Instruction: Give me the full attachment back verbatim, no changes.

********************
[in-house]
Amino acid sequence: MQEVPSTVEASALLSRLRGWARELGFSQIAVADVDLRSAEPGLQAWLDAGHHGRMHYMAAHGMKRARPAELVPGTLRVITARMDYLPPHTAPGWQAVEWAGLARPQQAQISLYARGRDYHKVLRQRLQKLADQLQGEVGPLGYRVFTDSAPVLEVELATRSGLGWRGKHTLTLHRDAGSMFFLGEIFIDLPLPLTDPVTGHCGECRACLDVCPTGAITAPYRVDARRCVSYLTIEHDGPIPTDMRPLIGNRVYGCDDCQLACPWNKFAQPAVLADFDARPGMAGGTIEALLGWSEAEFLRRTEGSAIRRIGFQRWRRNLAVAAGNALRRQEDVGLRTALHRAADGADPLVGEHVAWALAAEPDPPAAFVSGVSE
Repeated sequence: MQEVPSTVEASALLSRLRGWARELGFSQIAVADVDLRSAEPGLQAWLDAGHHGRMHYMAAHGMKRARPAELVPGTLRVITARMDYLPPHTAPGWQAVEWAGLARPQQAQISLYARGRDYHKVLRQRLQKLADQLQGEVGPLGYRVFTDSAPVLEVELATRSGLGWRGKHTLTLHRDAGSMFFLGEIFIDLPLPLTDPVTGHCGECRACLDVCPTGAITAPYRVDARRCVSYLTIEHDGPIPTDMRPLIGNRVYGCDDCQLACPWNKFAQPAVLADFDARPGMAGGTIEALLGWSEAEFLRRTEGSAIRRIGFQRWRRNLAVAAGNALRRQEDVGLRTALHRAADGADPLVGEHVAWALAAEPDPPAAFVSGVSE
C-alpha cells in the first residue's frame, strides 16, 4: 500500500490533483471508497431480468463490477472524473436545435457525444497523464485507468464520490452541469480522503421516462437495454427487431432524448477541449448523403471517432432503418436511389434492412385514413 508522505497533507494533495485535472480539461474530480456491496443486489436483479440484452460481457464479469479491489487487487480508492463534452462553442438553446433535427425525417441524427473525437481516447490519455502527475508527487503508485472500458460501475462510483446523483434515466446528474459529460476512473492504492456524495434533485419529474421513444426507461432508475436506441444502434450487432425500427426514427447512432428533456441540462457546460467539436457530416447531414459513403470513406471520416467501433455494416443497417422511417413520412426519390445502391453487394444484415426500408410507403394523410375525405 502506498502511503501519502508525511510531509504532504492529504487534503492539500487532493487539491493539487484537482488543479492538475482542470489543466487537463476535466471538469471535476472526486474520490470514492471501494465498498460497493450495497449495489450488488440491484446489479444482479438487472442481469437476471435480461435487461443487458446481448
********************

[in-house]
Amino acid sequence: MQEVPSTVEASALLSRLRGWARELGFSQIAVADVDLRSAEPGLQAWLDAGHHGRMHYMAAHGMKRARPAELVPGTLRVITARMDYLPPHTAPGWQAVEWAGLARPQQAQISLYARGRDYHKVLRQRLQKLADQLQGEVGPLGYRVFTDSAPVLEVELATRSGLGWRGKHTLTLHRDAGSMFFLGEIFIDLPLPLTDPVTGHCGECRACLDVCPTGAITAPYRVDARRCVSYLTIEHDGPIPTDMRPLIGNRVYGCDDCQLACPWNKFAQPAVLADFDARPGMAGGTIEALLGWSEAEFLRRTEGSAIRRIGFQRWRRNLAVAAGNALRRQEDVGLRTALHRAADGADPLVGEHVAWALAAEPDPPAAFVSGVSE
Repeated sequence: MQEVPSTVEASALLSRLRGWARELGFSQIAVADVDLRSAEPGLQAWLDAGHHGRMHYMAAHGMKRARPAELVPGTLRVITARMDYLPPHTAPGWQAVEWAGLARPQQAQISLYARGRDYHKVLRQRLQKLADQLQGEVGPLGYRVFTDSAPVLEVELATRSGLGWRGKHTLTLHRDAGSMFFLGEIFIDLPLPLTDPVTGHCGECRACLDVCPTGAITAPYRVDARRCVSYLTIEHDGPIPTDMRPLIGNRVYGCDDCQLACPWNKFAQPAVLADFDARPGMAGGTIEALLGWSEAEFLRRTEGSAIRRIGFQRWRRNLAVAAGNALRRQEDVGLRTALHRAADGADPLVGEHVAWALAAEPDPPAAFVSGVSE
C-alpha cells in the first residue's frame, strides 16, 4: 500500500490533483471508497431480468463490477472524473436545435457525444497523464485507468464520490452541469480522503421516462437495454427487431432524448477541449448523403471517432432503418436511389434492412385514413 508522505497533507494533495485535472480539461474530480456491496443486489436483479440484452460481457464479469479491489487487487480508492463534452462553442438553446433535427425525417441524427473525437481516447490519455502527475508527487503508485472500458460501475462510483446523483434515466446528474459529460476512473492504492456524495434533485419529474421513444426507461432508475436506441444502434450487432425500427426514427447512432428533456441540462457546460467539436457530416447531414459513403470513406471520416467501433455494416443497417422511417413520412426519390445502391453487394444484415426500408410507403394523410375525405 502506498502511503501519502508525511510531509504532504492529504487534503492539500487532493487539491493539487484537482488543479492538475482542470489543466487537463476535466471538469471535476472526486474520490470514492471501494465498498460497493450495497449495489450488488440491484446489479444482479438487472442481469437476471435480461435487461443487458446481448